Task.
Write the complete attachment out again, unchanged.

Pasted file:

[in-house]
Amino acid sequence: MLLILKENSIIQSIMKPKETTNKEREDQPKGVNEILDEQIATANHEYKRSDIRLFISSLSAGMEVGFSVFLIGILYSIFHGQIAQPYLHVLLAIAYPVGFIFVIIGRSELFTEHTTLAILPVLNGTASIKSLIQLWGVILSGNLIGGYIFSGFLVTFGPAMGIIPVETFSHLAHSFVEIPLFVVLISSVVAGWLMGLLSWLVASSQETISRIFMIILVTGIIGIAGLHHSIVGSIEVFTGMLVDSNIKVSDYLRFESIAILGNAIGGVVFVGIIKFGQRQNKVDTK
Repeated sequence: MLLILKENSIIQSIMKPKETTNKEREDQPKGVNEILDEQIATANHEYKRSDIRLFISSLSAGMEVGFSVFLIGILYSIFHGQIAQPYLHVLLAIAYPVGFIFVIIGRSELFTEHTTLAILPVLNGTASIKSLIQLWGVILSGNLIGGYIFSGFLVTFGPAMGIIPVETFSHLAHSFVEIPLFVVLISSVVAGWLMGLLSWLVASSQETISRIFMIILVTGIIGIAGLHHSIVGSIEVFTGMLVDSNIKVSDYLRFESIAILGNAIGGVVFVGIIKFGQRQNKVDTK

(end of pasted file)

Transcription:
[in-house]
Amino acid sequence: MLLILKENSIIQSIMKPKETTNKEREDQPKGVNEILDEQIATANHEYKRSDIRLFISSLSAGMEVGFSVFLIGILYSIFHGQIAQPYLHVLLAIAYPVGFIFVIIGRSELFTEHTTLAILPVLNGTASIKSLIQLWGVILSGNLIGGYIFSGFLVTFGPAMGIIPVETFSHLAHSFVEIPLFVVLISSVVAGWLMGLLSWLVASSQETISRIFMIILVTGIIGIAGLHHSIVGSIEVFTGMLVDSNIKVSDYLRFESIAILGNAIGGVVFVGIIKFGQRQNKVDTK
Repeated sequence: MLLILKENSIIQSIMKPKETTNKEREDQPKGVNEILDEQIATANHEYKRSDIRLFISSLSAGMEVGFSVFLIGILYSIFHGQIAQPYLHVLLAIAYPVGFIFVIIGRSELFTEHTTLAILPVLNGTASIKSLIQLWGVILSGNLIGGYIFSGFLVTFGPAMGIIPVETFSHLAHSFVEIPLFVVLISSVVAGWLMGLLSWLVASSQETISRIFMIILVTGIIGIAGLHHSIVGSIEVFTGMLVDSNIKVSDYLRFESIAILGNAIGGVVFVGIIKFGQRQNKVDTK